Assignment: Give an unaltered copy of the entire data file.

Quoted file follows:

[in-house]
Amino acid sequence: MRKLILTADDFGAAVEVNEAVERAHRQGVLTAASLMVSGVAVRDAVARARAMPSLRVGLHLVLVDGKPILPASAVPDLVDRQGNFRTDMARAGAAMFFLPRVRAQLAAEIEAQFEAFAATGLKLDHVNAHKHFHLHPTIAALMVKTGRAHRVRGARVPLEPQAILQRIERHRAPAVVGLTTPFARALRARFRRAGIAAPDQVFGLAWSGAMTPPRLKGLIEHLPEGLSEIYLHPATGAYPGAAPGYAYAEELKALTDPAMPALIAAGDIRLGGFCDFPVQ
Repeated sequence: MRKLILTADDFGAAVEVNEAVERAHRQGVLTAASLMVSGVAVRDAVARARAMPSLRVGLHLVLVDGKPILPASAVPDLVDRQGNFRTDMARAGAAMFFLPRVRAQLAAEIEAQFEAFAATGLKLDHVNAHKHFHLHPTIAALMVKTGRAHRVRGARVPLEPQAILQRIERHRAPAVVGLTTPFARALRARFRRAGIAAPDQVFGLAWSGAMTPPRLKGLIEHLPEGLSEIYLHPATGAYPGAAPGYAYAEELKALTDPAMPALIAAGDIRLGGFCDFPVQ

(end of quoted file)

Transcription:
[in-house]
Amino acid sequence: MRKLILTADDFGAAVEVNEAVERAHRQGVLTAASLMVSGVAVRDAVARARAMPSLRVGLHLVLVDGKPILPASAVPDLVDRQGNFRTDMARAGAAMFFLPRVRAQLAAEIEAQFEAFAATGLKLDHVNAHKHFHLHPTIAALMVKTGRAHRVRGARVPLEPQAILQRIERHRAPAVVGLTTPFARALRARFRRAGIAAPDQVFGLAWSGAMTPPRLKGLIEHLPEGLSEIYLHPATGAYPGAAPGYAYAEELKALTDPAMPALIAAGDIRLGGFCDFPVQ
Repeated sequence: MRKLILTADDFGAAVEVNEAVERAHRQGVLTAASLMVSGVAVRDAVARARAMPSLRVGLHLVLVDGKPILPASAVPDLVDRQGNFRTDMARAGAAMFFLPRVRAQLAAEIEAQFEAFAATGLKLDHVNAHKHFHLHPTIAALMVKTGRAHRVRGARVPLEPQAILQRIERHRAPAVVGLTTPFARALRARFRRAGIAAPDQVFGLAWSGAMTPPRLKGLIEHLPEGLSEIYLHPATGAYPGAAPGYAYAEELKALTDPAMPALIAAGDIRLGGFCDFPVQ